Go to Hamburg


The Beatles might have hailed from Liverpool, but the band got its big break in Hamburg.

The band had secured a bid to play the Indra, a seedy strip joint complete with a neon-lighted elephant beckoning the passersby in Hamburg's infamous red-light boulevard.

This August marks the 50th anniversary of the Beatles' debut of a 48-night stint at this "musical venue."

The band’s contract required the five of them (John, Paul, George, drummer Pete Best and bassist Stuart Sutcliffe) to perform for 30 hours, six nights a week. Each one received the generous sum of about $51 in those days.

The Indra’s owner was generous and provided the group free lodging.

The Beatles slept behind the stage in two dark, dank, cramped storage rooms with small beds, folding cots, and a couch. The nearby men’s room, where broken toilets often overflowed into their rooms, served the group’s personal hygiene needs.

The days of Hamburg are a far cry from Paul McCartney's concert riders of today.

McCartney now has an amusing list of plant demands - yes plant demands: "No trees please! We want plants that are just as full on the bottom as the top such as palm, bamboo, peace lilies, etc. No tree trunks!"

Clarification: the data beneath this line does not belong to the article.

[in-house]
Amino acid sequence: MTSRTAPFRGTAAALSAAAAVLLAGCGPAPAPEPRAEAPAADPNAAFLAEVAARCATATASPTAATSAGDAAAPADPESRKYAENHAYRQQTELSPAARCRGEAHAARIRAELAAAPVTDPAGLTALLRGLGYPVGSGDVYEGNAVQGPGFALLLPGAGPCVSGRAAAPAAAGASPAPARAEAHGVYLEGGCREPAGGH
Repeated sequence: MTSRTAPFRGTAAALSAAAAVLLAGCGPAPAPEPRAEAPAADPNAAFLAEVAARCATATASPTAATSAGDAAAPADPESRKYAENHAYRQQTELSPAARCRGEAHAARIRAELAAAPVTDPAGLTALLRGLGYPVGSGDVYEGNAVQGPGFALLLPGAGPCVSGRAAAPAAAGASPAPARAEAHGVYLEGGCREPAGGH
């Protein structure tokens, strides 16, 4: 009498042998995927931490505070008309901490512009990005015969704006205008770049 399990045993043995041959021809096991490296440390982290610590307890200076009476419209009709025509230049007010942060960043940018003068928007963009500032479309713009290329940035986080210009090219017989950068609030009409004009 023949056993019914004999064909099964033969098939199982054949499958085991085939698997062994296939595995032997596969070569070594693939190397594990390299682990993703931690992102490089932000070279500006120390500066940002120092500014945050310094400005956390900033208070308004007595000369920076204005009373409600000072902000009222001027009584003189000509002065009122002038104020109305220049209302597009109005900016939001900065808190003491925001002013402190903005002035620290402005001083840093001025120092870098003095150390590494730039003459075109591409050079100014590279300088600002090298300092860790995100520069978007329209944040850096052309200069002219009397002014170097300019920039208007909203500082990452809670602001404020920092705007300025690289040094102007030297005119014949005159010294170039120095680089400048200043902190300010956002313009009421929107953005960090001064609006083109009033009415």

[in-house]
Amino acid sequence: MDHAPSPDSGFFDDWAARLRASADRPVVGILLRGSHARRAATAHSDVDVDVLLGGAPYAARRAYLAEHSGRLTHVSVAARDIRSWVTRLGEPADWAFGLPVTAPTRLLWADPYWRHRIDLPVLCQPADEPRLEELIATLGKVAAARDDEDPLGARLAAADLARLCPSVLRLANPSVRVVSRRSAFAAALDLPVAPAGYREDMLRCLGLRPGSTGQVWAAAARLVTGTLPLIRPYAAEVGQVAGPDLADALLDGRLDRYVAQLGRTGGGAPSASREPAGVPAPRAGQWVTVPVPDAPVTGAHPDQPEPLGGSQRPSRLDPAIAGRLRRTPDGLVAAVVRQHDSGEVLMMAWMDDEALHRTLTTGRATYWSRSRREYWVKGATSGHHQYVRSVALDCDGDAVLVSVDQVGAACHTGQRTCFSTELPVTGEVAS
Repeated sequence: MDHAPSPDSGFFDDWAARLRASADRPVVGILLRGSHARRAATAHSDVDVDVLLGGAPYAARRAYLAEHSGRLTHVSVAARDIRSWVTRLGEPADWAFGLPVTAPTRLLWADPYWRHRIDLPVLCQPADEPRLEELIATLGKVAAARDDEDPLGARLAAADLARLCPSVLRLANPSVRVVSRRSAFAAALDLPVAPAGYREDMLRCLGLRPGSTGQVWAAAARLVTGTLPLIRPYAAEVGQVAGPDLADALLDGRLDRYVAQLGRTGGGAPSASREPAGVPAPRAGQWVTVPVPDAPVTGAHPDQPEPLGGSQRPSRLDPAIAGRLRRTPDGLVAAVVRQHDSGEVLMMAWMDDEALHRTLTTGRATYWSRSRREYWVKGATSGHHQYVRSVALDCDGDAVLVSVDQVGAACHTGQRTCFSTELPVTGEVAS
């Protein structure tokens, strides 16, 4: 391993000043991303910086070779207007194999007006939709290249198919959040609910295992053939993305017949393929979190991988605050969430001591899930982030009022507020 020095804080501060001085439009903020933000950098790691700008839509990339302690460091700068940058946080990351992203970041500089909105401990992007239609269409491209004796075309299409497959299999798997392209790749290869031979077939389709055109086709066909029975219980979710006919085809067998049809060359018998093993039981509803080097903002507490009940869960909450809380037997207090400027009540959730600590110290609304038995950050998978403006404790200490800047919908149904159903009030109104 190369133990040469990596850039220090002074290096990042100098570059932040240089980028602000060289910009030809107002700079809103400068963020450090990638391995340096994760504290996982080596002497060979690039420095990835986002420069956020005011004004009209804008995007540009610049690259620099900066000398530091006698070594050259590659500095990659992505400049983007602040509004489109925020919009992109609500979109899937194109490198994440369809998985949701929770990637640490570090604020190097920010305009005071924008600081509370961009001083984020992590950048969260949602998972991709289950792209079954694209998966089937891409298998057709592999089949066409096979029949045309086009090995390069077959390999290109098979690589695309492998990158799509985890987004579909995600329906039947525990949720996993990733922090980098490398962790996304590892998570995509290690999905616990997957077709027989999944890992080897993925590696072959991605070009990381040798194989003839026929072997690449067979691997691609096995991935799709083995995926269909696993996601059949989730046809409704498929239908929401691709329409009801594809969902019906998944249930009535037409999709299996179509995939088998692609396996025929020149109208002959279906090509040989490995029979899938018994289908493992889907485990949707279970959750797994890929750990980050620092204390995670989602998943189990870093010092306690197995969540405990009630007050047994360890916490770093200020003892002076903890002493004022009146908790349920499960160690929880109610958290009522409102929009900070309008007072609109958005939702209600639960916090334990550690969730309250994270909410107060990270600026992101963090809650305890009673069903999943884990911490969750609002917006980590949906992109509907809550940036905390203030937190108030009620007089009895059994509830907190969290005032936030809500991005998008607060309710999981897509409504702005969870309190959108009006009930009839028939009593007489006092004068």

Also, of course, the rider requires a pre-show sweep by some bomb-sniffing dogs.

Paul has come a long way from a pre-show neon-lighted elephant.

However, playing Hamburg was essential to the band's success.

After two months of incessant playing, Indra's owner Bruno Koschmider promoted The Beatles to his flagship club, the Kaiserkeller.

“We had to learn millions of songs because we’d be on for hours,” George Harrison later said. “Hamburg was really like our apprenticeship, learning how to play in front of people.”

This apprenticeship, learning millions of songs, and how to properly play in front of people was essential.

Where is your Hamburg?

Where is the place you can work on your craft, build your skills, and harness your talents regardless of the environment?

Marc Ross

Based in Washington, DC, I specialize in thought leader communications and global public policy for public affairs professionals working at the intersection of globalization, disruption, and politics.

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